Little balls of fried stuff have long been a match for beer, but these aren’t just any fried balls. These are lusciously non-greasy falafel-in this case, made of chickpea and lentil; just enough of a switch up to give them a wonderfully different accent from purely garbanzo-generated patties. Then there are the pretty pink pickled onions, satisfyingly sour and surprisingly less onion-pungent. To add another accent, the sandwich is dressed in a cucumber and parsley yogurt sauce, more tzatziki than tahini, more Greek-Turkish than Palestinian-Israeli. It’s smart without being clever, simple without being simplistic. It’s also totally addictive.
Falafel is only one part of the new food program at Hollister Brewing. As of March, Hollister has a new chef, Dylan Fultineer, most recently of Hungry Cat, and as of May 4, it has a new-well, 25 percent new-menu. “I got super lucky and had the opportunity to hire someone outside of our sphere of cooking,” Hollister co-owner and brewer Eric Rose said. “I wasn’t going to let the man I considered to be the best chef in Santa Barbara take another job if I had anything to do with it.”
The two have formed a mutual admiration society since Fultineer came to Santa Barbara from Chicago’s acclaimed Blackbird to help launch Hungry Cat two years ago. About this new, somewhat odd professional pairing, Fultineer said, “I left Hungry Cat to work on another project, but there are always glitches in time frames. I wanted to work, and truly and honestly there’s nowhere else in Santa Barbara I would rather work than here.”
Rose offered a story to express how simpatico he and Fultineer can be. “We both walked into the kitchen five minutes apart and the kitchen manager laughed when we both said, ‘Mmmm, pork,’ about the pulled pork for sandwiches on the counter.” As for their shared culinary goal, Fultineer claimed, “We just want to get the best products as possible and let them speak for themselves.” Turns out both were fans of the same purveyors at the farmers’ markets, and Goleta’s is right outside their door on Sundays. Rose recalled, “Just this week, Roots had lots of Swiss chard left-guess it was too wintery a green for people now that it’s warmer. If B.D.[of Roots] wants to bless it upon Hollister for some double IPA in his belly, I’m willing to oblige.”
“We don’t want to turn the place inside out,” Fultineer made clear. “I love Hollister : I used to come here all the time. I want to take what they do and make it better. It’s a pretty simple thing.” Rose pointed to the tune-up now available with the chicken panini. “Now it’s smoked chicken [indeed, they’ve now got a smoker they speak of in gleeful tones], and then Dylan came up to me with a fig mustard for it and asked, ‘Is this too much?’ Yeah, definitely, but it’s really good. I brew beer I want to drink, and I want him to make food that makes him happy.”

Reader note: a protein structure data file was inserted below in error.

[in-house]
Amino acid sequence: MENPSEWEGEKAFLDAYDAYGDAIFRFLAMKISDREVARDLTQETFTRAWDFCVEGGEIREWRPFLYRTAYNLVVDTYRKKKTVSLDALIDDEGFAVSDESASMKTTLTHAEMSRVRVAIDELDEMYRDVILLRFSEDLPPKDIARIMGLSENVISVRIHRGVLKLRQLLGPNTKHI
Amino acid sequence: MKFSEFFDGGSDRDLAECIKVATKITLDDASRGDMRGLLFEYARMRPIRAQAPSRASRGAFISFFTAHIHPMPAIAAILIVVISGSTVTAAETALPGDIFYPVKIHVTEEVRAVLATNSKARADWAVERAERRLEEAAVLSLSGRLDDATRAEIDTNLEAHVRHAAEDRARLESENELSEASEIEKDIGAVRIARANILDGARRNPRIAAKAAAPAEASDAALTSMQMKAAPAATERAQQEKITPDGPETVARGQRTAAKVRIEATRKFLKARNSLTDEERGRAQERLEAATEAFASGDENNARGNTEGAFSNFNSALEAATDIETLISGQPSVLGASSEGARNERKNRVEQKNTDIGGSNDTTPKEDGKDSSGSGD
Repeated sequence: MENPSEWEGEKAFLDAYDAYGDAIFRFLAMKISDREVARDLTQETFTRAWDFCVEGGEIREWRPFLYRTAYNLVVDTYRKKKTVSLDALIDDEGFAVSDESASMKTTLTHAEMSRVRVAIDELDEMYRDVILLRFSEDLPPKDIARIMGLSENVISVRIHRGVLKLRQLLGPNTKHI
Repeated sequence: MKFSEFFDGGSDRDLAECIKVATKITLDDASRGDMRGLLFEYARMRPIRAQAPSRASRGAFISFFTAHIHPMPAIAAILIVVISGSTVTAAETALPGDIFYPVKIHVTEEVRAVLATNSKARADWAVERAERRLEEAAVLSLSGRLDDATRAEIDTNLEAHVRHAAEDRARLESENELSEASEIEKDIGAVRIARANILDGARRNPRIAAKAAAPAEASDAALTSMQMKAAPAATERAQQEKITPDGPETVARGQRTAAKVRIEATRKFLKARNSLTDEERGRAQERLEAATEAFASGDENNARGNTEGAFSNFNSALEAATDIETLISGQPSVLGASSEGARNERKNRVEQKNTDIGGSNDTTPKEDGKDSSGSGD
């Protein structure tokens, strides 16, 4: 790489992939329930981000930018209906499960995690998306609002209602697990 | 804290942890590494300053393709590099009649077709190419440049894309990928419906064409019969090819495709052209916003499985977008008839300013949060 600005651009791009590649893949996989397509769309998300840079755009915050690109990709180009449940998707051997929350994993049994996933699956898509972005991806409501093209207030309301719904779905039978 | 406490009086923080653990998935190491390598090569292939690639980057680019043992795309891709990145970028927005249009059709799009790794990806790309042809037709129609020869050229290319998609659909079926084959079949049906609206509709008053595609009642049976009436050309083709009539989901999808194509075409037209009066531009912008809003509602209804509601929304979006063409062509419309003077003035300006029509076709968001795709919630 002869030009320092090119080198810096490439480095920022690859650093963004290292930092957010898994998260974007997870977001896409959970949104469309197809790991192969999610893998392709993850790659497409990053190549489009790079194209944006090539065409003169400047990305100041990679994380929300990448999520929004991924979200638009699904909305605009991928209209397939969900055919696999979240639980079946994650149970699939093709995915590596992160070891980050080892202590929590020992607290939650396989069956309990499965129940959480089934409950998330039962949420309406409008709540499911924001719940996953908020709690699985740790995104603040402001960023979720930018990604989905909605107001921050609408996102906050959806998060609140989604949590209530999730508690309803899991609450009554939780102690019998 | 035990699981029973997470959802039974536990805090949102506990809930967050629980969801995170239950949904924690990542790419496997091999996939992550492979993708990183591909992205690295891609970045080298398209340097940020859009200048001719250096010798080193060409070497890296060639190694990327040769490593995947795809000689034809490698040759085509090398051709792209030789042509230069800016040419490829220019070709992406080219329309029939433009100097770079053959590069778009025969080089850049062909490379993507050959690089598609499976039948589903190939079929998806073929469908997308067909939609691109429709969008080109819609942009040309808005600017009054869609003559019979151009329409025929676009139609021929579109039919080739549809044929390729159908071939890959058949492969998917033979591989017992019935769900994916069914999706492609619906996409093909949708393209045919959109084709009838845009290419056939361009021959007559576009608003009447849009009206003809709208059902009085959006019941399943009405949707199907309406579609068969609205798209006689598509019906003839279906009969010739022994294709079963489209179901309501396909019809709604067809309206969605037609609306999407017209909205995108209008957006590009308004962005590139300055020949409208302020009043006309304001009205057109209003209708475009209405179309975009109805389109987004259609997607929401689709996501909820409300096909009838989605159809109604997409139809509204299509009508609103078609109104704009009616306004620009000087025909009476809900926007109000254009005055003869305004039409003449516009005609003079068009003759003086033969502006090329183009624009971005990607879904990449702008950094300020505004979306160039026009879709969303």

Indeed, talking to Rose it becomes clear he almost wishes he didn’t earn such acclaim for his big IPAs that approach the hoppy California-style pantheon of Russian River Pliny the Elder and Green Flash West Coast IPA. Of late, he’s most excited about his High Water Helles, a yummy notch of flavor fullness up from a Pilsner that’s a mere 5 percent alcohol and totally refreshing and food friendly. He opined, “I like the little things we do more than anything. The term gastropub, it sounds like a stomach infection.”
That’s not to say they won’t stretch out a bit, too. “We will try to push the specials, too,” Rose related. “Not up-sell, but things more interesting than on the regular menu.” For instance, a recent batch of sugar snap pea soup with hamhock was like diving into a bowl of spring. Now I know how green tastes. But there’ll be more than specials, for Fultineer and Rose are also cooking up beer dinners. “The first one [that happened May 13] we picked the beer first, but we might do it the other way,” Fultineer said. “We want it to be something special. Be creative and have things totally off the menu.” That doesn’t just mean food; Rose has a barrel-aged imperial stout he’s ready to share.
He also has a surprising confession: “I actually like food more than I like beer. I get more influences from foods I try than beer. I want to make beer that goes with food. We’re a brew pub and not Father’s Office [L.A.’s now two famed gastropubs]. Having a chef who can be creative is the goal.” With Fultineer in the kitchen, it seems Rose can surely say goal achieved.
Savor fine food and suds at Hollister Brewing Company, located at 6980 Marketplace Drive (in the Camino Real Marketplace) in Goleta. Call 968-2810 or visit hollisterbrewco.com.